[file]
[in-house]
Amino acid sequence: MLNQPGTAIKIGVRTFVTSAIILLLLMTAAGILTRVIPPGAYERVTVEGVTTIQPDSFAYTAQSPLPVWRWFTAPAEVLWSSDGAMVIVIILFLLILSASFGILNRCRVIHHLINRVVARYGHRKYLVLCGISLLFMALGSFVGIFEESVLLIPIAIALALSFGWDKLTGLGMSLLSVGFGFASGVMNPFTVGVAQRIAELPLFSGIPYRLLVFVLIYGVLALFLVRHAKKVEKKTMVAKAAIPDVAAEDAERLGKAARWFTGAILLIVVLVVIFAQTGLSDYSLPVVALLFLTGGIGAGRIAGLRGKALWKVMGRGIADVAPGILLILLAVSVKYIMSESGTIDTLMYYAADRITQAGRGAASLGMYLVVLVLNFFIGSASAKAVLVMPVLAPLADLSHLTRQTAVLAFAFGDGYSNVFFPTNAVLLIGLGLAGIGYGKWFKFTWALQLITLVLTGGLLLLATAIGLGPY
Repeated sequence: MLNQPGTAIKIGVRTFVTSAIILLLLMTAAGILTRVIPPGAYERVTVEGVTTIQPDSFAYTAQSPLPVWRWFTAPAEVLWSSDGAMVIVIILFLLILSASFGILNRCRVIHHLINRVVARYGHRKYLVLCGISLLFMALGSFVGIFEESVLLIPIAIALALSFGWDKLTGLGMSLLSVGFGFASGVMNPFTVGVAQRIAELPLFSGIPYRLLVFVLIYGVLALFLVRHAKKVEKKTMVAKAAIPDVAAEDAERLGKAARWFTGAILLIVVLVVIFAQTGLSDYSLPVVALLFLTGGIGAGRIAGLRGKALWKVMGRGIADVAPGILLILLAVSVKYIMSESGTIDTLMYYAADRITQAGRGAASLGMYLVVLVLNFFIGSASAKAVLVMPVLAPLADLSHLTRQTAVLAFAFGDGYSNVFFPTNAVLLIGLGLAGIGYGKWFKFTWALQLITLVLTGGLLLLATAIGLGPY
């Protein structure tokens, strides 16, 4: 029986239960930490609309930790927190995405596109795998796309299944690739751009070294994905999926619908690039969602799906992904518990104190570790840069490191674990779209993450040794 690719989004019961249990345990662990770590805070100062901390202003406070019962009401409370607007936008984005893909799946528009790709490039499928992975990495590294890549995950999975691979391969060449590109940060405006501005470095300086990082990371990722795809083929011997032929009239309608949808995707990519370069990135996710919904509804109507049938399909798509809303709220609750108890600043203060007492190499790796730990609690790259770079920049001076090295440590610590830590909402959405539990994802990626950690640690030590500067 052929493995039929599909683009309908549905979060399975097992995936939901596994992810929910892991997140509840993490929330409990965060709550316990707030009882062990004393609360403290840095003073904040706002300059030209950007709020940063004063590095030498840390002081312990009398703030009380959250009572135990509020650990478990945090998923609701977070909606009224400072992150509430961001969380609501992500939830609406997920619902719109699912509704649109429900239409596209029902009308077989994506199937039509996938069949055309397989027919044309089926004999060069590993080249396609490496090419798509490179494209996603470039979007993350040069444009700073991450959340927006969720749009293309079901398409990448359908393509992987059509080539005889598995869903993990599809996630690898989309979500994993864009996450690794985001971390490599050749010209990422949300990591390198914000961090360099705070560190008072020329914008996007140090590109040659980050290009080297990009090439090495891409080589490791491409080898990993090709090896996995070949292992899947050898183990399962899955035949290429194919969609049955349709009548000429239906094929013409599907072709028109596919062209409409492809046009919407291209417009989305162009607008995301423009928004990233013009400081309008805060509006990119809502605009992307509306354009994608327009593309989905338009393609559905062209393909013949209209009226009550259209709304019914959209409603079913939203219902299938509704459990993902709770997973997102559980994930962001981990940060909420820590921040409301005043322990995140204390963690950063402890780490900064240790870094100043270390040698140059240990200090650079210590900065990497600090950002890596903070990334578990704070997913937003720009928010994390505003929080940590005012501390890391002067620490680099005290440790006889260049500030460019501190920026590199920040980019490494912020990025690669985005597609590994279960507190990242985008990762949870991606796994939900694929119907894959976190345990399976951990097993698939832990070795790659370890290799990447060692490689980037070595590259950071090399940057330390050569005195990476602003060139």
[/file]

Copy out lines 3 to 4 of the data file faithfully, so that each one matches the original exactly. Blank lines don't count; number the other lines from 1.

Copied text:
Repeated sequence: MLNQPGTAIKIGVRTFVTSAIILLLLMTAAGILTRVIPPGAYERVTVEGVTTIQPDSFAYTAQSPLPVWRWFTAPAEVLWSSDGAMVIVIILFLLILSASFGILNRCRVIHHLINRVVARYGHRKYLVLCGISLLFMALGSFVGIFEESVLLIPIAIALALSFGWDKLTGLGMSLLSVGFGFASGVMNPFTVGVAQRIAELPLFSGIPYRLLVFVLIYGVLALFLVRHAKKVEKKTMVAKAAIPDVAAEDAERLGKAARWFTGAILLIVVLVVIFAQTGLSDYSLPVVALLFLTGGIGAGRIAGLRGKALWKVMGRGIADVAPGILLILLAVSVKYIMSESGTIDTLMYYAADRITQAGRGAASLGMYLVVLVLNFFIGSASAKAVLVMPVLAPLADLSHLTRQTAVLAFAFGDGYSNVFFPTNAVLLIGLGLAGIGYGKWFKFTWALQLITLVLTGGLLLLATAIGLGPY
């Protein structure tokens, strides 16, 4: 029986239960930490609309930790927190995405596109795998796309299944690739751009070294994905999926619908690039969602799906992904518990104190570790840069490191674990779209993450040794 690719989004019961249990345990662990770590805070100062901390202003406070019962009401409370607007936008984005893909799946528009790709490039499928992975990495590294890549995950999975691979391969060449590109940060405006501005470095300086990082990371990722795809083929011997032929009239309608949808995707990519370069990135996710919904509804109507049938399909798509809303709220609750108890600043203060007492190499790796730990609690790259770079920049001076090295440590610590830590909402959405539990994802990626950690640690030590500067 052929493995039929599909683009309908549905979060399975097992995936939901596994992810929910892991997140509840993490929330409990965060709550316990707030009882062990004393609360403290840095003073904040706002300059030209950007709020940063004063590095030498840390002081312990009398703030009380959250009572135990509020650990478990945090998923609701977070909606009224400072992150509430961001969380609501992500939830609406997920619902719109699912509704649109429900239409596209029902009308077989994506199937039509996938069949055309397989027919044309089926004999060069590993080249396609490496090419798509490179494209996603470039979007993350040069444009700073991450959340927006969720749009293309079901398409990448359908393509992987059509080539005889598995869903993990599809996630690898989309979500994993864009996450690794985001971390490599050749010209990422949300990591390198914000961090360099705070560190008072020329914008996007140090590109040659980050290009080297990009090439090495891409080589490791491409080898990993090709090896996995070949292992899947050898183990399962899955035949290429194919969609049955349709009548000429239906094929013409599907072709028109596919062209409409492809046009919407291209417009989305162009607008995301423009928004990233013009400081309008805060509006990119809502605009992307509306354009994608327009593309989905338009393609559905062209393909013949209209009226009550259209709304019914959209409603079913939203219902299938509704459990993902709770997973997102559980994930962001981990940060909420820590921040409301005043322990995140204390963690950063402890780490900064240790870094100043270390040698140059240990200090650079210590900065990497600090950002890596903070990334578990704070997913937003720009928010994390505003929080940590005012501390890391002067620490680099005290440790006889260049500030460019501190920026590199920040980019490494912020990025690669985005597609590994279960507190990242985008990762949870991606796994939900694929119907894959976190345990399976951990097993698939832990070795790659370890290799990447060692490689980037070595590259950071090399940057330390050569005195990476602003060139």